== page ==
App lets drivers find mechanics, then solicit bids

When his mother told him she’d spent days of driving and in person visits trying to diagnose a problem with her car and set up a repair appointment, the founder of ObiiGO decided there had to be a simpler solution.

John Harmon developed an application to connect consumers with repair shops through which potential customers can solicit bids for repair jobs by using their smart phone. Armed with diagnostic codes or by asking for simple services, like an oil change or a brake job, users of the ObiiGO app can seek out the most competitive prices available through the app and participating independent repair shops can snag extra business and be more competitive.

Harmon, who is from Texas, has a background in finance. He worked out the app in Fayetteville while spending time with family. The venture is based in Fayetteville and is currently funded by Harmon along with family and friends without additional venture capital.

The app can be found on the ObiiGO website, the Apple App Store, and is expected to be available for Android users in February.

The platform, Harmon said, also allows customers to pay through the app, streamlining billing for shops and cutting card charges. App users and the repair shops both pay fees on transactions made through the app.

Harmon likens the ObiiGO app to a combination of Yelp, Google and EBay for the auto repair industry and said in a recent interview that it is now in its beta testing and initial roll-out phase in Northwest Arkansas, Houston and Phoenix. He said the app is drawing interest from repair shops in places the company isn’t targeting yet, including a major brake chain in Michigan, citing traction from coverage in a trade magazine.

Harmon said the app allows consumers to find the best prices and have a transparent experience with repair shops who want their business. For independent repair shops, the app allows them to bid on the jobs they want, find new customers and fill dead spots in the day’s shop schedule with jobs that bring in revenue and compete against auto dealership repair operations.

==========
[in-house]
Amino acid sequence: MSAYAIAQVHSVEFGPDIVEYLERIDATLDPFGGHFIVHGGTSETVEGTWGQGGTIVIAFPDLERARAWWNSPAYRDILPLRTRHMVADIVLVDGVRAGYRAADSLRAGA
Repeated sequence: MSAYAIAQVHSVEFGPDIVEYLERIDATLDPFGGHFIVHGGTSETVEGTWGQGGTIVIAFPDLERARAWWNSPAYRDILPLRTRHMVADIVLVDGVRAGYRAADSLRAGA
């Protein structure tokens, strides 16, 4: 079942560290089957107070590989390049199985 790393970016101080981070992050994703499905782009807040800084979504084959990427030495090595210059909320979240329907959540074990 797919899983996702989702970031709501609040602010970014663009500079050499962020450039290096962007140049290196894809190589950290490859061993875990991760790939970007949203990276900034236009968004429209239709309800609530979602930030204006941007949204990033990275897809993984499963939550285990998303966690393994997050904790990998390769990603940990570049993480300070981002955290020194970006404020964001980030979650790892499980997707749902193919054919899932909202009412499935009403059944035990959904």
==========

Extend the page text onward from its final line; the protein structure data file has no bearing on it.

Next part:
Market research group Ibis World estimates the U.S. auto mechanics industry’s market size by revenue will be $66.7 billion in 2021, a 5.8% increase after the segment saw an average market size decline of 0.2% a year between 2016 and 2021. According to a September report from statistics portal Statista, in the first quarter of 2020 there were about 233,400 auto repair and maintenance shops in the U.S., up 1.7% from a year ago. In July, IHS Market reported the average car on the road was 11.9 years old.

Kent Atkins, owner of The Greased Pig Tune and Lube shops in Fayetteville, is taking part in the ObiiGO roll-out. He said the app allows the shop flexibility and a way to fill in open spots when customers cancel appointments at the last minute.

He said that the app will allow the 20-year-old business to reach new customers in the Fayetteville area, such as students or young professionals, who have just moved to the area, allowing him compete with national chains.

“It’ also gives the opportunity to customers to see that our prices are fair,” Atkins said.

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